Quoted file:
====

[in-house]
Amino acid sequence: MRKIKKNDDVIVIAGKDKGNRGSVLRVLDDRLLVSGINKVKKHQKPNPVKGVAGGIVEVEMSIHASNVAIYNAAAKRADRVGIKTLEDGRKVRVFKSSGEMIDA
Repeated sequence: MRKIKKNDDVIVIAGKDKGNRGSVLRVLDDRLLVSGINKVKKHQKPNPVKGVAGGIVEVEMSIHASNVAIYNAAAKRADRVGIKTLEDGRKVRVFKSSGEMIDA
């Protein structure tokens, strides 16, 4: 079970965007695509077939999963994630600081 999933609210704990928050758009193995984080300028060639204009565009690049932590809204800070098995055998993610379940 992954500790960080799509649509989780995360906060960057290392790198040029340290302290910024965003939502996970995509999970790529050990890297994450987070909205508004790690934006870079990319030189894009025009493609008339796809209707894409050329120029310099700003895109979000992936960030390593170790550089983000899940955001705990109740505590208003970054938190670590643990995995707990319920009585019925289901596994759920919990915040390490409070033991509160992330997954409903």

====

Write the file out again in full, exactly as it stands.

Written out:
[in-house]
Amino acid sequence: MRKIKKNDDVIVIAGKDKGNRGSVLRVLDDRLLVSGINKVKKHQKPNPVKGVAGGIVEVEMSIHASNVAIYNAAAKRADRVGIKTLEDGRKVRVFKSSGEMIDA
Repeated sequence: MRKIKKNDDVIVIAGKDKGNRGSVLRVLDDRLLVSGINKVKKHQKPNPVKGVAGGIVEVEMSIHASNVAIYNAAAKRADRVGIKTLEDGRKVRVFKSSGEMIDA
């Protein structure tokens, strides 16, 4: 079970965007695509077939999963994630600081 999933609210704990928050758009193995984080300028060639204009565009690049932590809204800070098995055998993610379940 992954500790960080799509649509989780995360906060960057290392790198040029340290302290910024965003939502996970995509999970790529050990890297994450987070909205508004790690934006870079990319030189894009025009493609008339796809209707894409050329120029310099700003895109979000992936960030390593170790550089983000899940955001705990109740505590208003970054938190670590643990995995707990319920009585019925289901596994759920919990915040390490409070033991509160992330997954409903």